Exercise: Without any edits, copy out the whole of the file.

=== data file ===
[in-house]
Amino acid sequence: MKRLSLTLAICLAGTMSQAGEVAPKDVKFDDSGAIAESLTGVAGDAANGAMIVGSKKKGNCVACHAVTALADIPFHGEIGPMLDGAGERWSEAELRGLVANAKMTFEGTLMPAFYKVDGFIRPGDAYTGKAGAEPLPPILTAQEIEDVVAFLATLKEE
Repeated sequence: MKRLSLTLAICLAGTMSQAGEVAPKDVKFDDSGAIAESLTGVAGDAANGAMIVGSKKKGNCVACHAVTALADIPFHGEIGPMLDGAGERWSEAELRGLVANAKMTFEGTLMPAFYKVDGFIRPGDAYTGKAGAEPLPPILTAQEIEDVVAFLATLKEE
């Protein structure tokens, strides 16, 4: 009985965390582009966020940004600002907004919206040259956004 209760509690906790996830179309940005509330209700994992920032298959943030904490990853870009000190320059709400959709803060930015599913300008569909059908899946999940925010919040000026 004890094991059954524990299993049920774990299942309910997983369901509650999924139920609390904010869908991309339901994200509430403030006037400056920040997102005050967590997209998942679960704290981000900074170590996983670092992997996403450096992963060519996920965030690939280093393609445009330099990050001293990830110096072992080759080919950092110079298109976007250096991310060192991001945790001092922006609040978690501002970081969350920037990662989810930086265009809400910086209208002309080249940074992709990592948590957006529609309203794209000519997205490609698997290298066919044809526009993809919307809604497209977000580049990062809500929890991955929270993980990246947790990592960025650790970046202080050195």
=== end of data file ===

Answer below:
[in-house]
Amino acid sequence: MKRLSLTLAICLAGTMSQAGEVAPKDVKFDDSGAIAESLTGVAGDAANGAMIVGSKKKGNCVACHAVTALADIPFHGEIGPMLDGAGERWSEAELRGLVANAKMTFEGTLMPAFYKVDGFIRPGDAYTGKAGAEPLPPILTAQEIEDVVAFLATLKEE
Repeated sequence: MKRLSLTLAICLAGTMSQAGEVAPKDVKFDDSGAIAESLTGVAGDAANGAMIVGSKKKGNCVACHAVTALADIPFHGEIGPMLDGAGERWSEAELRGLVANAKMTFEGTLMPAFYKVDGFIRPGDAYTGKAGAEPLPPILTAQEIEDVVAFLATLKEE
């Protein structure tokens, strides 16, 4: 009985965390582009966020940004600002907004919206040259956004 209760509690906790996830179309940005509330209700994992920032298959943030904490990853870009000190320059709400959709803060930015599913300008569909059908899946999940925010919040000026 004890094991059954524990299993049920774990299942309910997983369901509650999924139920609390904010869908991309339901994200509430403030006037400056920040997102005050967590997209998942679960704290981000900074170590996983670092992997996403450096992963060519996920965030690939280093393609445009330099990050001293990830110096072992080759080919950092110079298109976007250096991310060192991001945790001092922006609040978690501002970081969350920037990662989810930086265009809400910086209208002309080249940074992709990592948590957006529609309203794209000519997205490609698997290298066919044809526009993809919307809604497209977000580049990062809500929890991955929270993980990246947790990592960025650790970046202080050195």